On Sunday, the Syrians voted in the third parliamentary election since the country enacted its new constitution in 2011 to pick their representatives from 1656 candidates across the country.
Syrian media, mainly the official news agency SANA, massively covered the election by publishing photos and videos from the polling stations. They also talked to the citizens in a reflection of considerable turnout.
Judge Mukhles Ghaysiyeh, a member of the High Judicial Commission for Elections, referred to the people’s welcome of the election, saying that “no violations were recorded.”
The member of the HJCE told the media that the polling stations will be open until 7 PM. “We can extend the time for five hours if needed,” he further said.
The slogans of this year’s parliamentary election are “voting is your right”, “voting is your duty”, and “make a difference with your voice and your vote.” 7,277 polling stations were set up for the citizens to cast their votes.
According to the law, any Syrian above 18 has the right to register as a candidate in the parliamentary election. Article 8 of the law that was approved in 2016 gives the right to the police and military personnel to announce candidacy in the election.
In the last election, held in 2016, the ruling Baathist Party managed to win 200 of the 250 seats. The rest went to independent candidates.
While the parliamentary election is held every four years, the presidential election is held every seven years. President Bashar al-Assad, who assumed the office after his father’s death in 2000, won the third election in 2014 with nearly 88 percent to preside over the Arab country until 2021.
The election in Syria. What are the parliament’s duties and powers?
The key lawmaking body in Syria is the People’s Council. Up to 1970, its name was “Parliament of the Syrian Arab Republic” and then it was renamed. The lawmakers are elected for four years and any laws made by the president should be approved by the People’s Council.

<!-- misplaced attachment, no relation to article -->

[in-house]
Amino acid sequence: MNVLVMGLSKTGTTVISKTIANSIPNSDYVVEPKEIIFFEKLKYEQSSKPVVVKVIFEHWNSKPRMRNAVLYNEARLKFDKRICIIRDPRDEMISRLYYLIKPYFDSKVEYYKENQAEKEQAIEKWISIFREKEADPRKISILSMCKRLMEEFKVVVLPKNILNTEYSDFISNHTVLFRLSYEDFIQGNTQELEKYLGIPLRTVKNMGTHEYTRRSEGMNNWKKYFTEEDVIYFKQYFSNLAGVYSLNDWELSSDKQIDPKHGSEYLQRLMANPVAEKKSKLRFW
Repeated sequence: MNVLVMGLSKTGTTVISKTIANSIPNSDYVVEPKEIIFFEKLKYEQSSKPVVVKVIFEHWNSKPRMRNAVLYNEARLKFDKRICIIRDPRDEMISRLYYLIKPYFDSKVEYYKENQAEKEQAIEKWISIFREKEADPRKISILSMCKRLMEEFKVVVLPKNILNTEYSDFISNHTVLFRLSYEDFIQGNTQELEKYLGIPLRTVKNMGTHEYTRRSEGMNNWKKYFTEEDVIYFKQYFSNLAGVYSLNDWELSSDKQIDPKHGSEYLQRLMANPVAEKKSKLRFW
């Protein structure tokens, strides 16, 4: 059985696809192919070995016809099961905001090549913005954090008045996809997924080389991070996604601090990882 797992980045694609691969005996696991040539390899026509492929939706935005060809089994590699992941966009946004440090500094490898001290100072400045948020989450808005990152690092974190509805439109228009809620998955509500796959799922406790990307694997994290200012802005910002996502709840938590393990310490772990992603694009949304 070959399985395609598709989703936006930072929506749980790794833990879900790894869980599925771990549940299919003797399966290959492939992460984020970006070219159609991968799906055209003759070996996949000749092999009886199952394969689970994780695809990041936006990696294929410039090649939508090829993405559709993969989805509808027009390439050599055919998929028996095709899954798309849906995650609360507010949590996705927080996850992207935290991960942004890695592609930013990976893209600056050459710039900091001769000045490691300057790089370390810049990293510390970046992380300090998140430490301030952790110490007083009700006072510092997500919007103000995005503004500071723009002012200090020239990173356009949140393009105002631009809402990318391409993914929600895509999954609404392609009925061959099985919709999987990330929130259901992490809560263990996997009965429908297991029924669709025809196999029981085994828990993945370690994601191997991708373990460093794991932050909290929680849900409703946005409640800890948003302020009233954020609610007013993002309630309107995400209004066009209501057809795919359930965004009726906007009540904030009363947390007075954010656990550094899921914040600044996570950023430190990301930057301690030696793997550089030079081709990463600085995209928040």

According to article 71 of the Syrian constitution, the parliament has the power to name presidential candidates, pass laws, discuss government policy, approve national budget and development programs, and supervise foreign agreements on security and other sovereignty issues. It also watches treaties that give foreign firms and sides rights and privileges in the country.
The importance of the new parliament is that it will, according to Aljazeera news network, be tasked with approving a new constitution. If the new constitution is approved, Assad very likely will bid for prime minister post after his term as president ends in 2021.
As it was above-mentioned, over 7, 000 registered as candidates for the parliamentary race: 58 for Tartus, 20 for Sweida, 207 for Hasakah, 47 for Idlib, 102 for Homs, 217 for Latakia, 58 for Deir ex-Zor, 122 for Hama, 159 for Aleppo, 153 for Aleppo Suburbs, 253 for Damascus, 619 for Damascus Suburbs, 34 for Qunaitra, 37 for Raqqa, and 32 for Daraa.
Aleppo, Damascus, and Homs with consecutively 52, 29, and 23 seats have the largest representation in the parliament. Each of the three provinces has its own importance. Aleppo is the economic capital and Damascus the political capital of the country. Homs is the largest province in Syria stretching from the east to the west and the center of the country.
In Aleppo, the key lists are Al-Isalah and Al-Shahba. Over 90 percent of the Aleppo independent representatives are from these two lists.